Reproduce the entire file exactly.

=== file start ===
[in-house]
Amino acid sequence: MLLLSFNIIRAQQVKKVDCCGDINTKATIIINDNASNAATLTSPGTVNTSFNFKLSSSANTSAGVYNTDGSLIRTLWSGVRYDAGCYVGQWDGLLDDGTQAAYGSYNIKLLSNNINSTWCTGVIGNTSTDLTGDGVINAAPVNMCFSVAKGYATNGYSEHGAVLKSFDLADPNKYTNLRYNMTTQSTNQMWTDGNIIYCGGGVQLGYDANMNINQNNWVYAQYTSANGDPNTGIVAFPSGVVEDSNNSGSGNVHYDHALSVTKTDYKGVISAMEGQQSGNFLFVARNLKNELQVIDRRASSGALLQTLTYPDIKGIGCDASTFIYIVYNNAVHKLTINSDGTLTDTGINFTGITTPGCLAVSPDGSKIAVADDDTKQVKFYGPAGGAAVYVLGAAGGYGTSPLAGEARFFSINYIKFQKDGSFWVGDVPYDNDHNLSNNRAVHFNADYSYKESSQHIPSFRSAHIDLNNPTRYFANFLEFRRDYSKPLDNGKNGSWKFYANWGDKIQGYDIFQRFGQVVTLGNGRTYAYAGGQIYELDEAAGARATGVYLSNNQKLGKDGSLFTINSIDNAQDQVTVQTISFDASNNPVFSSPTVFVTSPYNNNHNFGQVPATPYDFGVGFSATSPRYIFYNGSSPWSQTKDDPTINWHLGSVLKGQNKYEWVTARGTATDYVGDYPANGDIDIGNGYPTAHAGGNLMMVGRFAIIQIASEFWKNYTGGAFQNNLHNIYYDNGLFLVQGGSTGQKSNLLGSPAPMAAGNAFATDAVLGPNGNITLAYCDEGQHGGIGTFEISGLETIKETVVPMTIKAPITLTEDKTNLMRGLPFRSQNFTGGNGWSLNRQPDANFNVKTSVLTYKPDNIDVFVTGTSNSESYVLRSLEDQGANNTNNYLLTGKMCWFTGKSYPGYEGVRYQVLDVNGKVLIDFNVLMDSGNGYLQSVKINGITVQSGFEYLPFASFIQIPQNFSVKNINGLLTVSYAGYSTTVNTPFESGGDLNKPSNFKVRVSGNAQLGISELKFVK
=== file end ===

[in-house]
Amino acid sequence: MLLLSFNIIRAQQVKKVDCCGDINTKATIIINDNASNAATLTSPGTVNTSFNFKLSSSANTSAGVYNTDGSLIRTLWSGVRYDAGCYVGQWDGLLDDGTQAAYGSYNIKLLSNNINSTWCTGVIGNTSTDLTGDGVINAAPVNMCFSVAKGYATNGYSEHGAVLKSFDLADPNKYTNLRYNMTTQSTNQMWTDGNIIYCGGGVQLGYDANMNINQNNWVYAQYTSANGDPNTGIVAFPSGVVEDSNNSGSGNVHYDHALSVTKTDYKGVISAMEGQQSGNFLFVARNLKNELQVIDRRASSGALLQTLTYPDIKGIGCDASTFIYIVYNNAVHKLTINSDGTLTDTGINFTGITTPGCLAVSPDGSKIAVADDDTKQVKFYGPAGGAAVYVLGAAGGYGTSPLAGEARFFSINYIKFQKDGSFWVGDVPYDNDHNLSNNRAVHFNADYSYKESSQHIPSFRSAHIDLNNPTRYFANFLEFRRDYSKPLDNGKNGSWKFYANWGDKIQGYDIFQRFGQVVTLGNGRTYAYAGGQIYELDEAAGARATGVYLSNNQKLGKDGSLFTINSIDNAQDQVTVQTISFDASNNPVFSSPTVFVTSPYNNNHNFGQVPATPYDFGVGFSATSPRYIFYNGSSPWSQTKDDPTINWHLGSVLKGQNKYEWVTARGTATDYVGDYPANGDIDIGNGYPTAHAGGNLMMVGRFAIIQIASEFWKNYTGGAFQNNLHNIYYDNGLFLVQGGSTGQKSNLLGSPAPMAAGNAFATDAVLGPNGNITLAYCDEGQHGGIGTFEISGLETIKETVVPMTIKAPITLTEDKTNLMRGLPFRSQNFTGGNGWSLNRQPDANFNVKTSVLTYKPDNIDVFVTGTSNSESYVLRSLEDQGANNTNNYLLTGKMCWFTGKSYPGYEGVRYQVLDVNGKVLIDFNVLMDSGNGYLQSVKINGITVQSGFEYLPFASFIQIPQNFSVKNINGLLTVSYAGYSTTVNTPFESGGDLNKPSNFKVRVSGNAQLGISELKFVK